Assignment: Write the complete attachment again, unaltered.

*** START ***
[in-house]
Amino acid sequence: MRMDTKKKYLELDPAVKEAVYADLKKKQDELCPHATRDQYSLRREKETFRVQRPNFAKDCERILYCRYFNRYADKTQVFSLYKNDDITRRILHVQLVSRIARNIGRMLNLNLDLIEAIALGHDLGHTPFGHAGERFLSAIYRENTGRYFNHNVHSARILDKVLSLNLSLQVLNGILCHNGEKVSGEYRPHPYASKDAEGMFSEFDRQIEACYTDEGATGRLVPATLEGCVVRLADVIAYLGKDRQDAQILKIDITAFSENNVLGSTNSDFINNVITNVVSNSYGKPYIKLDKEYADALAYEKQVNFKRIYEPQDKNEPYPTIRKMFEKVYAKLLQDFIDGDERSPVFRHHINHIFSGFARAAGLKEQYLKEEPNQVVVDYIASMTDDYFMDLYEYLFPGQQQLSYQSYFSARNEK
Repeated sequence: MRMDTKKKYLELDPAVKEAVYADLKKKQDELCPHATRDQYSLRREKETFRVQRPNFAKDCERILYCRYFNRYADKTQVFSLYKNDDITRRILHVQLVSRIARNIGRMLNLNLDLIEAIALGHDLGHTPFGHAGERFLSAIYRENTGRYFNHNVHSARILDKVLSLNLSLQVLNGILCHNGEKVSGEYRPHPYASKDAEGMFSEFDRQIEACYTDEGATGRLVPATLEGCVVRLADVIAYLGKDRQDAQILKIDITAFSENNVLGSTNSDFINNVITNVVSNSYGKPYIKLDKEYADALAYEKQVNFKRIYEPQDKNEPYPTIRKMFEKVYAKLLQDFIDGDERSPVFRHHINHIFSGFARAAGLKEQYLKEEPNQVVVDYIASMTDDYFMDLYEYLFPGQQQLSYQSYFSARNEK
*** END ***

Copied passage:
[in-house]
Amino acid sequence: MRMDTKKKYLELDPAVKEAVYADLKKKQDELCPHATRDQYSLRREKETFRVQRPNFAKDCERILYCRYFNRYADKTQVFSLYKNDDITRRILHVQLVSRIARNIGRMLNLNLDLIEAIALGHDLGHTPFGHAGERFLSAIYRENTGRYFNHNVHSARILDKVLSLNLSLQVLNGILCHNGEKVSGEYRPHPYASKDAEGMFSEFDRQIEACYTDEGATGRLVPATLEGCVVRLADVIAYLGKDRQDAQILKIDITAFSENNVLGSTNSDFINNVITNVVSNSYGKPYIKLDKEYADALAYEKQVNFKRIYEPQDKNEPYPTIRKMFEKVYAKLLQDFIDGDERSPVFRHHINHIFSGFARAAGLKEQYLKEEPNQVVVDYIASMTDDYFMDLYEYLFPGQQQLSYQSYFSARNEK
Repeated sequence: MRMDTKKKYLELDPAVKEAVYADLKKKQDELCPHATRDQYSLRREKETFRVQRPNFAKDCERILYCRYFNRYADKTQVFSLYKNDDITRRILHVQLVSRIARNIGRMLNLNLDLIEAIALGHDLGHTPFGHAGERFLSAIYRENTGRYFNHNVHSARILDKVLSLNLSLQVLNGILCHNGEKVSGEYRPHPYASKDAEGMFSEFDRQIEACYTDEGATGRLVPATLEGCVVRLADVIAYLGKDRQDAQILKIDITAFSENNVLGSTNSDFINNVITNVVSNSYGKPYIKLDKEYADALAYEKQVNFKRIYEPQDKNEPYPTIRKMFEKVYAKLLQDFIDGDERSPVFRHHINHIFSGFARAAGLKEQYLKEEPNQVVVDYIASMTDDYFMDLYEYLFPGQQQLSYQSYFSARNEK